One Strike on Technology
Among other negative tweets this week, President Trump took a shot at Amazon and Jeff Bezos.
The #AmazonWashingtonPost, sometimes referred to as the guardian of Amazon not paying internet taxes (which they should) is FAKE NEWS! — Donald J. Trump (@realDonaldTrump) June 28, 2017
As everyone has figured out by now, President Trumps tends to go on the attack in order to distract the media from the real news. The real news this week was that the Republicans were unable to pass major healthcare reform. They need to pass this legislative before they can turn their focus on infrastructure spending and tax reform.
The attack on twitter left many wondering what President Trump meant by ‘internet tax’. There is no such thing as a ‘internet tax’. Amazon does collect sales taxes in every state that has a sales tax. The shot across the bow of Amazon was aimed at its founder Jeff Bezos, who owns the Washington Post. Amazon doesn’t directly own the Washington Post, but Jeff Bezos bought the company for $250mm in 2013. The Washington Post has broken many stories against Trump. This tweet was most likely inspired by the Post‘s recent story about a fake TIME magazine cover featuring Trump hanging in some of the president’s clubs.
Last week, I wrote how the advances in artificial intelligent were beginning to displace jobs across every industry. More and more white collar and blue collar workers alike are beginning to lose sleep over how their jobs can be replaced by technology. President Trump has continued to promise 3-4% GDP growth. I don’t expect him to meet this ambitious growth target unless he can either stop the disinflationary effects of technology or pass legislation for infrastructure spending and tax reform. My concern is that if President Trump is unable to accomplish this legislative agenda then he will be forced to attack technology companies. President Trump has influenced some manufacturing to return back to the U.S., but more companies are saving on labor by automating their plants. Amazon has been the biggest disruptor as it has displaced hundreds of thousands of retail jobs. A look inside an Amazon warehouse would reveal more robots than humans. The same goes for new automotive plants.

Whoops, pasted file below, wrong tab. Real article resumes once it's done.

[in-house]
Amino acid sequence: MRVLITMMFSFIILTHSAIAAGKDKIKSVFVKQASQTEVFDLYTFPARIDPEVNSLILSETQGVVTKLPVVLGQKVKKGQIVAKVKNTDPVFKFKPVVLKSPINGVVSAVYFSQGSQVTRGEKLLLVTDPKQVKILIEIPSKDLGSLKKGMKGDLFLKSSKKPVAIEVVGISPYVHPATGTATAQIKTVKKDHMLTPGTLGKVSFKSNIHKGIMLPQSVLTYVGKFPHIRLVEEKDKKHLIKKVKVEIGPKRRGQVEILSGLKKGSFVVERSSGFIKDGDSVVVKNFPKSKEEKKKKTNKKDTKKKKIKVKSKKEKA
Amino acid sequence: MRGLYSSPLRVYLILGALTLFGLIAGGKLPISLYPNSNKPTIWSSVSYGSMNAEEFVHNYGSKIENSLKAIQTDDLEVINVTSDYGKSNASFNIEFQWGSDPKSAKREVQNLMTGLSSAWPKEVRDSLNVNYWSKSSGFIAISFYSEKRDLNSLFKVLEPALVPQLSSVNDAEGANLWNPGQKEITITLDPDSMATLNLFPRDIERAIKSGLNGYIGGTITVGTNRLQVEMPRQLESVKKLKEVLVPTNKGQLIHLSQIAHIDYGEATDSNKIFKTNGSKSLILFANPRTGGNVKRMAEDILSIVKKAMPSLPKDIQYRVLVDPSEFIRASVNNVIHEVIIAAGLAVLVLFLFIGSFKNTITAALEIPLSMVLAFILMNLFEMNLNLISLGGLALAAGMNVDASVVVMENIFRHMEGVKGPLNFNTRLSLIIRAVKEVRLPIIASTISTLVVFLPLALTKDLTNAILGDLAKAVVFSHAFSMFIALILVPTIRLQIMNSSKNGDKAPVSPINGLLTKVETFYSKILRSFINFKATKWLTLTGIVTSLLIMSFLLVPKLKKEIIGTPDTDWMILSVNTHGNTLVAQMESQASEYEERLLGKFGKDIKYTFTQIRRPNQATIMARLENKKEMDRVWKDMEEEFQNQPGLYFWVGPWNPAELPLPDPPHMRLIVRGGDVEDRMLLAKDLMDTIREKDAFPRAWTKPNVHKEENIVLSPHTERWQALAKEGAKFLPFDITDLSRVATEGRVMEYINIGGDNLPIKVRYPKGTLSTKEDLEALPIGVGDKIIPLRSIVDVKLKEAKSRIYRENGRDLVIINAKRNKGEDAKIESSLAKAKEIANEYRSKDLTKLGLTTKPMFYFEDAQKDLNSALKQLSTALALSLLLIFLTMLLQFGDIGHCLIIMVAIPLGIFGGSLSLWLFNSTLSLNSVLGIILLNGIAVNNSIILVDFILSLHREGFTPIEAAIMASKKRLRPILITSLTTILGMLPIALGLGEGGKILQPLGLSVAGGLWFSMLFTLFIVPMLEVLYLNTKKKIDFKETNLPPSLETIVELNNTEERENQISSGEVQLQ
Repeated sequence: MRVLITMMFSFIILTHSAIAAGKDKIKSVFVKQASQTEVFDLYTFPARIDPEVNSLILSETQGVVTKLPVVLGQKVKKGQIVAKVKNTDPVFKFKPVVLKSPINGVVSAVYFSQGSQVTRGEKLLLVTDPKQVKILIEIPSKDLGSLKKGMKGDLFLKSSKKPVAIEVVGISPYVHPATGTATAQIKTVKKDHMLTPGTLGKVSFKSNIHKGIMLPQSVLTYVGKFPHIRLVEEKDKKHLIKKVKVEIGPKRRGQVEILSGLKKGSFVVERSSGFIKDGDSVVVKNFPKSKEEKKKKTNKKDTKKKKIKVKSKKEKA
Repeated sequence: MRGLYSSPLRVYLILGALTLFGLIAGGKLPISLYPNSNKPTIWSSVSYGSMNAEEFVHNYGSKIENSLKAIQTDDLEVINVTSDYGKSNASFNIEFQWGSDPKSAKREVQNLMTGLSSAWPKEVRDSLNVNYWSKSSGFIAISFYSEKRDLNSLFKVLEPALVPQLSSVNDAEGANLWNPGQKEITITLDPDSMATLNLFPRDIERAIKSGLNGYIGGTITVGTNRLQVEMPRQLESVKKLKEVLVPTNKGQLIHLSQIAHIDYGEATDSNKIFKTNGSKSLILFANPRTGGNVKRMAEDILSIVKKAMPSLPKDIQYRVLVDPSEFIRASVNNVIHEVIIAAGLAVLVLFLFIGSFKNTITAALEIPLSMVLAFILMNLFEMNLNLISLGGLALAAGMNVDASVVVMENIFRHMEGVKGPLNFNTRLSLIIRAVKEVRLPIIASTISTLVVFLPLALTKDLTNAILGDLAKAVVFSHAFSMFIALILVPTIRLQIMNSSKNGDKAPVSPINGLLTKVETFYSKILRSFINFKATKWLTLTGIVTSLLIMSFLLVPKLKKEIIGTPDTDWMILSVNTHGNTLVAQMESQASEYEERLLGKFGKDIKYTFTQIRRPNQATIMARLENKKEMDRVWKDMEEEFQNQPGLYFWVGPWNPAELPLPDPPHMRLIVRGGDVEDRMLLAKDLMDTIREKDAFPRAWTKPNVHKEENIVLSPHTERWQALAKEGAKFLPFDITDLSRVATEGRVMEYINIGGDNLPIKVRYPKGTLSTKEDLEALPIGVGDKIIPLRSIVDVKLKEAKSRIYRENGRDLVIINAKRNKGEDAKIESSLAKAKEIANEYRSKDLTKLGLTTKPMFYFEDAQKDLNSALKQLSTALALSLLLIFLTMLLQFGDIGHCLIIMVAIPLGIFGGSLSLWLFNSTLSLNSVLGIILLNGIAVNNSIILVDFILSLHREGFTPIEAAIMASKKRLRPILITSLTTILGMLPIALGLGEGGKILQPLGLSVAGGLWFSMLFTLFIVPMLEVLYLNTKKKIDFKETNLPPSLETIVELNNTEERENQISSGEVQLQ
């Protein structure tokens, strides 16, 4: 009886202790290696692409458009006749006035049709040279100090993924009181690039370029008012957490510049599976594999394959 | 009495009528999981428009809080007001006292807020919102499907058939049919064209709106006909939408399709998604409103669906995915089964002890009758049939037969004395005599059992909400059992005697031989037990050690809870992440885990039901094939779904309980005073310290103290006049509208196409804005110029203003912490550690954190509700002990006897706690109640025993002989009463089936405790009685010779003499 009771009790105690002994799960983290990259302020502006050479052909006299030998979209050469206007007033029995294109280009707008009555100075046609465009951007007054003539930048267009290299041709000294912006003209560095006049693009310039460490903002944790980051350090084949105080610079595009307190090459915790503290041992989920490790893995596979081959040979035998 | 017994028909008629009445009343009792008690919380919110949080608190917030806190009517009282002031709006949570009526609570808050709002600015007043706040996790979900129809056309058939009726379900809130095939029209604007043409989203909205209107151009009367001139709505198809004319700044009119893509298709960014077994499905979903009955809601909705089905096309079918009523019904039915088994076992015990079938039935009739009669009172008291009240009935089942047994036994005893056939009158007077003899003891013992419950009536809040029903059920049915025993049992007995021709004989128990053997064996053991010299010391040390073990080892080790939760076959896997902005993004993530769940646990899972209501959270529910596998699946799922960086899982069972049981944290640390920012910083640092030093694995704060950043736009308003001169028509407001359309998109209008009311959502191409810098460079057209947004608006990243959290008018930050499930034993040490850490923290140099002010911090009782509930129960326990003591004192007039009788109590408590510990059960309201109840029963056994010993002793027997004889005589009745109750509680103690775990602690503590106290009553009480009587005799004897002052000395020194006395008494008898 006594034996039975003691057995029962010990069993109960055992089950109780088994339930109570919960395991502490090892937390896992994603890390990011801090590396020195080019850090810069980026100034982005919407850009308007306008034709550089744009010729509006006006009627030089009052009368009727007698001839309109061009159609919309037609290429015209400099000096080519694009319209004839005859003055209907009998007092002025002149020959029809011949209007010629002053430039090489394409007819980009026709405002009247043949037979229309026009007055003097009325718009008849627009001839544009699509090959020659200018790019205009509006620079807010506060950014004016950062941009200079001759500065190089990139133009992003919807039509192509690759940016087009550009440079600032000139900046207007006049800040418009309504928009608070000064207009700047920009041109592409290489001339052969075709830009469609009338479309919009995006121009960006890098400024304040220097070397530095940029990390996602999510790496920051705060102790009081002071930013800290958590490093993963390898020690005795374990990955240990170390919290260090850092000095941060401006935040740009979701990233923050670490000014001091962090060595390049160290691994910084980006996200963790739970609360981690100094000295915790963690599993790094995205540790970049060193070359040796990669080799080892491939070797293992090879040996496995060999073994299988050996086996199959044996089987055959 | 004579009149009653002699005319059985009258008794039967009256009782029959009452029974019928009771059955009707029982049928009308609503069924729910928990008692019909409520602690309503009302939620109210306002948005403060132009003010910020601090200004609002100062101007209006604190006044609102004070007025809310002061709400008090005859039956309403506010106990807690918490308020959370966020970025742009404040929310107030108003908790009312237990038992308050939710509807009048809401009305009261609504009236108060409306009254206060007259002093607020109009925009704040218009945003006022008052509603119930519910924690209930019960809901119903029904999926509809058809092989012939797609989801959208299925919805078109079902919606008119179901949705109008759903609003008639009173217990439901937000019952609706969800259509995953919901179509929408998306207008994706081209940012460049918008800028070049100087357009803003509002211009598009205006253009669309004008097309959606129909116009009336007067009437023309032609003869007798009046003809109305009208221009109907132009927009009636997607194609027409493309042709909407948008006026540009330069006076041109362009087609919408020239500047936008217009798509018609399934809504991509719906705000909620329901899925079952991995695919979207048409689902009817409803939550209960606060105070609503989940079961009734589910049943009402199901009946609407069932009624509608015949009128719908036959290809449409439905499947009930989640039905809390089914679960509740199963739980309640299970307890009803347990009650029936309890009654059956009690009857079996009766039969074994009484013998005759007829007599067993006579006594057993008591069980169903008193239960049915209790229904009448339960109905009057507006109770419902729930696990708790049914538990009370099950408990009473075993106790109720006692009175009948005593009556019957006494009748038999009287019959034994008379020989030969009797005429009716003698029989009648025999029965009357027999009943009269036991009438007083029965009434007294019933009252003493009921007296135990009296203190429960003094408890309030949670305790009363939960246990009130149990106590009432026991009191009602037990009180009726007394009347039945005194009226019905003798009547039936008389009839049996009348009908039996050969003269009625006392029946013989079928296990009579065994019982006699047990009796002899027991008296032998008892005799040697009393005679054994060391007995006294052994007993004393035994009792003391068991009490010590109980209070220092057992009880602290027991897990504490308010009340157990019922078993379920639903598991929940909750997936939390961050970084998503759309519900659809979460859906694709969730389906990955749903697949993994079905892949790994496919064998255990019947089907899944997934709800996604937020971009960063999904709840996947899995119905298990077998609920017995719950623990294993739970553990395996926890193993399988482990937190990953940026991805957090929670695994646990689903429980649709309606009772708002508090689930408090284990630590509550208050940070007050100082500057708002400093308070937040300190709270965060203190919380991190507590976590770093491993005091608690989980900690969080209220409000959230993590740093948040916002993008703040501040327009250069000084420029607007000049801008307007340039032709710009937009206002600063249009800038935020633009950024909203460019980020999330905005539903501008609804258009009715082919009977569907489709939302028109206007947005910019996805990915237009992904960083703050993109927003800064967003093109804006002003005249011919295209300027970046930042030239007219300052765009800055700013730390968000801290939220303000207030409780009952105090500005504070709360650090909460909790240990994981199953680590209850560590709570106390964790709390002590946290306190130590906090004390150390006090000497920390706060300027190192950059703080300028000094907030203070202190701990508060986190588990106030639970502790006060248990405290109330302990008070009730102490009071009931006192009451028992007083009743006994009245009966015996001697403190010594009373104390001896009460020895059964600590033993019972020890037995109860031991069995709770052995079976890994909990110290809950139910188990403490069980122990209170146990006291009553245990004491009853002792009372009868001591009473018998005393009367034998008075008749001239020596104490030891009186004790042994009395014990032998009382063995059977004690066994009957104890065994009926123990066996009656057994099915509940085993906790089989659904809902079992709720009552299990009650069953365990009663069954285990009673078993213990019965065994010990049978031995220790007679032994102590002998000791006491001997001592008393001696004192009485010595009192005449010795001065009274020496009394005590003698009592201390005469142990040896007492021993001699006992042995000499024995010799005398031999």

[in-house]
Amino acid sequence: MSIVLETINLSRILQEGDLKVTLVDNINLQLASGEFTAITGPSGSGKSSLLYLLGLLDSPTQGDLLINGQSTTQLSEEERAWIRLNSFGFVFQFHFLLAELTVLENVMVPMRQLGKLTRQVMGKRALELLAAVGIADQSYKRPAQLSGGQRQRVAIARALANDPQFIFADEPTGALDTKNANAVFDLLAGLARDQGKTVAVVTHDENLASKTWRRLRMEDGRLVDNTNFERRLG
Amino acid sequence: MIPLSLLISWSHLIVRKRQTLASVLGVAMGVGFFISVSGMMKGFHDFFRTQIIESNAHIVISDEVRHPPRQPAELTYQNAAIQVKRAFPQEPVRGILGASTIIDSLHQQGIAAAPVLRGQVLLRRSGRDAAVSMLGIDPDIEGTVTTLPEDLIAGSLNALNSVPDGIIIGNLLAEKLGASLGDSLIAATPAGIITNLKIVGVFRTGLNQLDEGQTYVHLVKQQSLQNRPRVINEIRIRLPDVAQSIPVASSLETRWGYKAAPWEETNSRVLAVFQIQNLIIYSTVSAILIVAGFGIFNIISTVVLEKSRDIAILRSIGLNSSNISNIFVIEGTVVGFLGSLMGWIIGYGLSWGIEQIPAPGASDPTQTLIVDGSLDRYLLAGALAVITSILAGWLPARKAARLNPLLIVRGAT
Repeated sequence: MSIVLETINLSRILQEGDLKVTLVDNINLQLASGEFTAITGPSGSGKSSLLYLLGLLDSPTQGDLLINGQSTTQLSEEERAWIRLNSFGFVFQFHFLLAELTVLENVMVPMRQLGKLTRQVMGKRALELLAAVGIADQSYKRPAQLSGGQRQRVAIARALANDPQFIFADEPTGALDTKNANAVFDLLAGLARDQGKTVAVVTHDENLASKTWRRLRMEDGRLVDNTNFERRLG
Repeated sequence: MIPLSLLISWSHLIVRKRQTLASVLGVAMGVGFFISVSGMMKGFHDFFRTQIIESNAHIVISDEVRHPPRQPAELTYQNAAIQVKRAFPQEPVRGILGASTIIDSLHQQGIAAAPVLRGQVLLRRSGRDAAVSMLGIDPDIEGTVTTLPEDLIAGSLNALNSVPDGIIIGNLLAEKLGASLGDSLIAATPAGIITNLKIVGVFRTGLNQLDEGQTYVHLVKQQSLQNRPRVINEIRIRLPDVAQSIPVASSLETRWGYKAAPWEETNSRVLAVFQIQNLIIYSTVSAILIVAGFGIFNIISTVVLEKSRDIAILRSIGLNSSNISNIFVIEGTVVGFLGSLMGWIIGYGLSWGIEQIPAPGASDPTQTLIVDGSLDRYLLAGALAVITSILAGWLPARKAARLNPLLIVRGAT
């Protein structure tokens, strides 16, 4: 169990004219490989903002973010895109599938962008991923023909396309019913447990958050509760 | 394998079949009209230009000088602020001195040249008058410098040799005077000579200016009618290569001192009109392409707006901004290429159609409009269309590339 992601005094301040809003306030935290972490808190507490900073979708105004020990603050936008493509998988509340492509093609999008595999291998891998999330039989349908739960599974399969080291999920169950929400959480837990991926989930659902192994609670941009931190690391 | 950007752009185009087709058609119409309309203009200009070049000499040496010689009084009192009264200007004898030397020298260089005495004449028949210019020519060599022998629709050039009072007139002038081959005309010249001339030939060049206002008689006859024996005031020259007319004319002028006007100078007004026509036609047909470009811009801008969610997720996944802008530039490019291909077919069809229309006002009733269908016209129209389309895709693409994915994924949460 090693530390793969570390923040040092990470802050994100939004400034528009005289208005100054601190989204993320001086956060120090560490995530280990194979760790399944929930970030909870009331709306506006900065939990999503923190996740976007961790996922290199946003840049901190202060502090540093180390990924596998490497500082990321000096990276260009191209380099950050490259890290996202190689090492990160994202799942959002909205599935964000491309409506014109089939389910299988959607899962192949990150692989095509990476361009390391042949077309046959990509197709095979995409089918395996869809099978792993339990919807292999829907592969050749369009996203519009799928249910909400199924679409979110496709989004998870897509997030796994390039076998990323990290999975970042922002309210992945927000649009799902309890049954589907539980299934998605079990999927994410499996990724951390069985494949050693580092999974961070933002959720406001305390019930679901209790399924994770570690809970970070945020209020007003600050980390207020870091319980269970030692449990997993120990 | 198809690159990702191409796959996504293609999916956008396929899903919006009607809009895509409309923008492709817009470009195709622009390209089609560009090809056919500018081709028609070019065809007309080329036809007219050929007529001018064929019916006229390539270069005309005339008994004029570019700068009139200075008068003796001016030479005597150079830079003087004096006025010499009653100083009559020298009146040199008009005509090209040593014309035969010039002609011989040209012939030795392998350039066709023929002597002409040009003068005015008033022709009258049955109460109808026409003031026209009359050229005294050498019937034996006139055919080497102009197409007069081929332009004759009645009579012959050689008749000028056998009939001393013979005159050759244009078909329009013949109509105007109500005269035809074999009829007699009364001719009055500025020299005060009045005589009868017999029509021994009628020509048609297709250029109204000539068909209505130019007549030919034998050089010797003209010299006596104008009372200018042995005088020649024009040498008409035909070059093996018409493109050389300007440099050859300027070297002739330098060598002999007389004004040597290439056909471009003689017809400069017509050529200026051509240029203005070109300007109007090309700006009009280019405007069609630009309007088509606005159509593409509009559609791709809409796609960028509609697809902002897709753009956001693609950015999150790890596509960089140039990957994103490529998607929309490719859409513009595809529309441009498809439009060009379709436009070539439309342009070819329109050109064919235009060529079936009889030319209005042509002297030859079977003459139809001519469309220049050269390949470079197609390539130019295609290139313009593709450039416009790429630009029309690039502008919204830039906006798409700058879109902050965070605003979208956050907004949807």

The European Union is one step ahead of President Trump. This week they slapped a $2.7 billion record fine on Google over charges the company unfairly elevated its Google shopping business over competitors’ advertisements. The statement from the European Commission was as follows:
“What Google has done is illegal under EU antitrust rules. It denied other companies the chance to compete on the merits and to innovate. And most importantly, it denied European consumers a genuine choice of services and the full benefits of innovation.”
The attacks on Google, Amazon, and failure to pass healthcare reform caused the NASDAQ to drop -2.55% this week (QQQ ETF). I consider major technology companies such as Google, Amazon, Facebook, Netflix, Tesla, Microsoft, Intel, and Apple as emerging monopolies. It just so happens that these companies comprise a large part of the S&P 500 index, and are largely responsible for the above average investment returns over the last year.
These same companies will also benefit the most from any major tax reform. I expect the technology sector to remain volatile as investors weigh the odds of President Trump achieving major legislation vs. the chance that other governments will begin to reach into the pockets of cash rich monopolist technology companies with record fines.
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